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World Vitiligo Day – Vitiligo: Around 100,000 Austrians suffer from Vitiligo

World Vitiligo Day – Vitiligo: Around 100,000 Austrians suffer from Vitiligo

Vitiligo is an autoimmune disease that causes a localized loss of the skin pigment melanin. It affects all ethnic groups and all genders. The disease usually first appears in children and young adults between the ages of 10 and 30. “If you suspect you have vitiligo, you should definitely see a dermatologist,” says Sabrina H., 33, a vitiligo patient of 13 years. He will professionally diagnose the disease and, if necessary, examine it for comorbidities and initiate appropriate treatment. Even if the diagnosis is already in place, regular check-ups by a specialist should be doneAnd To quickly determine disease activity. In this way, treatment can be adapted to the changing needs of patients, but also to new findings from science and research.

Leo Richter, dermatologist.

Martin Zorn

Vitiligo is a chronic skin condition that presents as a pigmentation disorder, usually on prominent areas such as the face and extremities. In the summer months, the special complexion of vitiligo sufferers comes into its own and often puts a great deal of stress on sufferers. A high level of sun protection is especially important. Leo Richter, dermatologist and surgical specialist in Baden and Vienna

Five times the risk of depression

Vitiligo is a chronic autoimmune skin disease. About 100,000 people in Austria are affected. The number of unreported cases is high, and so are the family members involved. White spots can appear anywhere on the body. Sabrina knows from her own experience that, especially when visible areas of the skin are affected, many sufferers experience stigma in both their professional and private lives. The gradual onset of the disease leads to a significant psychological burden that affects the quality of life. According to studies, people with vitiligo are five times more likely to suffer from depression than healthy people. 56 percent of those affected reported severe negative effects on their self-esteem. In addition, with a diagnosis of vitiligo, the likelihood of concomitant physical illnesses such as thyroid dysfunction or metabolic diseases increases in sufferers.

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International Vitiligo Day since 2011

World Vitiligo Day was created in 2011 to draw attention to the disease and to give those affected a voice. It provides a valuable opportunity to raise public awareness and bring people together. “It is important for patients to have a platform to share their stories, exchange experiences and find mutual support,” confirms Sabrina, who suffers from Vitiligo. The day also serves to encourage professionals, researchers, and organizations to continue striving for progress in the treatment of vitiligo.

A lot has happened since the first World Vitiligo Day in 2011: the process of developing white spots has been extensively researched and the results combined with existing knowledge about autoimmune diseases. In this way, new treatment options can be created that regulate the body’s autoimmune reaction and allow skin pigmentation to be restored.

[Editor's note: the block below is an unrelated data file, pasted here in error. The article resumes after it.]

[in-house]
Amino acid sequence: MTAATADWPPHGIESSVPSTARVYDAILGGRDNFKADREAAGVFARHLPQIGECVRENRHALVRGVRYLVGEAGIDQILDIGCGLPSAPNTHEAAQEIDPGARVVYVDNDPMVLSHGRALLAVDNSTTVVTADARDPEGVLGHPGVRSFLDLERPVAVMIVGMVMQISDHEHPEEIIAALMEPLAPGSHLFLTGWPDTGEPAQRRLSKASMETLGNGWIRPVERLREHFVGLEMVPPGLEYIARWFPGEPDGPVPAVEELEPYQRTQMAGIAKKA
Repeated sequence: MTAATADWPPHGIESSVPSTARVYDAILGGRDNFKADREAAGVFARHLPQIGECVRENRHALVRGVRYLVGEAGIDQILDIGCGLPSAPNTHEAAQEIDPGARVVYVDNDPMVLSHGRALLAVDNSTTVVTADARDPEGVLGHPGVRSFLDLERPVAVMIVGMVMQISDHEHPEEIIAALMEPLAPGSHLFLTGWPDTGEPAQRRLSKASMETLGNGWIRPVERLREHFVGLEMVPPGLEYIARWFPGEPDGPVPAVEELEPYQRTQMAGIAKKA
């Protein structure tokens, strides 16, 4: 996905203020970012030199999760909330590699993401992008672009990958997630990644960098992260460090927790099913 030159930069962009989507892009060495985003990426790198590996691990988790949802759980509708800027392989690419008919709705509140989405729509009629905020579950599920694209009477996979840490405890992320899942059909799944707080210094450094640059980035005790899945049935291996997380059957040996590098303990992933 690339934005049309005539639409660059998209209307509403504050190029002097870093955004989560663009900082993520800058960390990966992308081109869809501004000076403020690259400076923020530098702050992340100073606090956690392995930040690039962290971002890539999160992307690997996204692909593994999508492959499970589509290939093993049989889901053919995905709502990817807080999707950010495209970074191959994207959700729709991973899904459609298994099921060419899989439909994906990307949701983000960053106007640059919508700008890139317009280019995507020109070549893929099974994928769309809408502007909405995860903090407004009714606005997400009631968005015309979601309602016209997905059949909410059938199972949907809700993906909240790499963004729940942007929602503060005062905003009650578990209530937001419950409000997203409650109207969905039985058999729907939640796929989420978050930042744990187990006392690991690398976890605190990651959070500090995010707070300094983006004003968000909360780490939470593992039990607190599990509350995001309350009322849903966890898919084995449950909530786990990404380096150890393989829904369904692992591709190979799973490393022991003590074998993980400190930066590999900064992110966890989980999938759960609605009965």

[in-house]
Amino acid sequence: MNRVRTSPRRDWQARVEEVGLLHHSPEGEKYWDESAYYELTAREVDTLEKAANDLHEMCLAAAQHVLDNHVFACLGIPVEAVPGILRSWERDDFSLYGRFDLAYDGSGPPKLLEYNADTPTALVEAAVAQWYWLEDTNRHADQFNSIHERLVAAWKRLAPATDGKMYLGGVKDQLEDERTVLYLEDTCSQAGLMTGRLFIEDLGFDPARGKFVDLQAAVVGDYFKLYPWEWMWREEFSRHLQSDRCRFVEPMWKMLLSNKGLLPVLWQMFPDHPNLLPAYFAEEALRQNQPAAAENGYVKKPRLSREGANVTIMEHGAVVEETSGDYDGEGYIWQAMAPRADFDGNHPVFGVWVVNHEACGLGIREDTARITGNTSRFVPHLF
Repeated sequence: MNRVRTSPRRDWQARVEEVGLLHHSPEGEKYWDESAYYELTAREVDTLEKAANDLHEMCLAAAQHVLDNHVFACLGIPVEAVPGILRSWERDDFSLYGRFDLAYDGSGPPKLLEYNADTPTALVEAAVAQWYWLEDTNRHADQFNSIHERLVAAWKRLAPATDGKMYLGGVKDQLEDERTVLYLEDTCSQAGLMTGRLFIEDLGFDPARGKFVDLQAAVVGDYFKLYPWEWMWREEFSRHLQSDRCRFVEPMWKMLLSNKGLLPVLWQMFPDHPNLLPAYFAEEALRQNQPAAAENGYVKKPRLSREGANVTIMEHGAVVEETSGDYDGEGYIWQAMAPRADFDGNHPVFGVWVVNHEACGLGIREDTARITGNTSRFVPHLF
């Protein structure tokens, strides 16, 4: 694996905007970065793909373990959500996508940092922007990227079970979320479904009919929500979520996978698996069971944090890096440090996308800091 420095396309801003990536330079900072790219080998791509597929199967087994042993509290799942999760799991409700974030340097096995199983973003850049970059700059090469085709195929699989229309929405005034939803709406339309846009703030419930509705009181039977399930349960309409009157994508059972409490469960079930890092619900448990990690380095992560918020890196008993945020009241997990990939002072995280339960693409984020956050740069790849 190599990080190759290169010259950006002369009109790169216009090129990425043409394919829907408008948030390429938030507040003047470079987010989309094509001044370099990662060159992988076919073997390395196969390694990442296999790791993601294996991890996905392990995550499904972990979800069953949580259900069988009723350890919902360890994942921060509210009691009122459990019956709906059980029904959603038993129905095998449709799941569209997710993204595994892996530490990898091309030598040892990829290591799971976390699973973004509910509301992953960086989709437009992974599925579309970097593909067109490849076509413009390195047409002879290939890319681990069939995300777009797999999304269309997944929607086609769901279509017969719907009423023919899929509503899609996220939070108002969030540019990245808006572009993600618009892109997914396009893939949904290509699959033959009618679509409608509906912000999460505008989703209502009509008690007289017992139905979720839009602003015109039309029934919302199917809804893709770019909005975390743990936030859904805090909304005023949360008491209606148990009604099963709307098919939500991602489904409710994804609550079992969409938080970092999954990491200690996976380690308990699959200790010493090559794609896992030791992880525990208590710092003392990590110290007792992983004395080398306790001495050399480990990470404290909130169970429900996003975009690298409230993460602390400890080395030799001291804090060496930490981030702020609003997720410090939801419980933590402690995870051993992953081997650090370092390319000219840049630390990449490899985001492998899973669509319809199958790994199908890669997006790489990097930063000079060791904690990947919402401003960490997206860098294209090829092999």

The autoimmune disease is neither painful nor contagious, yet it can significantly impair the quality of life of sufferers. Vitiligo is not yet curable, but it can be treated easily now. Regular visits to the dermatologist are important as new treatment options emerge. Leo Richter, dermatologist and surgical specialist in Baden and Vienna

Facts about vitiligo

Spread: Vitiligo affects an estimated 0.5 to 2 percent of the world’s population. This means that around 65 to 95 million people worldwide can be affected by this skin disease.

There are no differences between the sexes: Vitiligo occurs equally in men and women, regardless of age, race or social background.

Starting young: Vitiligo can occur at any age, but about half of those affected develop symptoms before the age of 20.

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autoimmune disease: Vitiligo is thought to be a condition in which the immune system attacks the melanocytes that produce skin pigment. However, the exact cause of vitiligo is not yet fully understood.

family disposition: In about 20 percent of those affected, vitiligo also occurs in immediate family members (parents or siblings). The risk of developing the condition is higher if a family member is also affected.

Impact on quality of life: Vitiligo can have both physical and psychological effects. White patches visible on the skin can lead to low self-esteem, social isolation, and stress. This can have a significant impact on the quality of life of those affected.

The three most common myths

Myth 1: Can I get vitiligo? Pervasive anxiety in the social environment and misinformation in the first place is the risk of vitiligo. It is an autoimmune disease where your immune system destroys melanocytes, causing white patches on your skin. The disease cannot be transmitted through touch, bodily fluids, or any other method.

Myth 2: Vitiligo is only a cosmetic problem. It is much more than a cosmetic issue for sufferers. In some cases, those affected have to deal with co-morbidities. In addition, pigmented skin areas are very sensitive to light. Especially in the summer, white areas should be well protected from the sun with a high sun protection factor. Added to this is the enormous psychological burden that the disease causes to many of those affected.

Myth 3: Too much sun exposure causes vitiligo. The expected causes, such as extensive sunbathing, are certainly not among the triggers of vitiligo. However, the exact origin of the disease is not yet fully understood.

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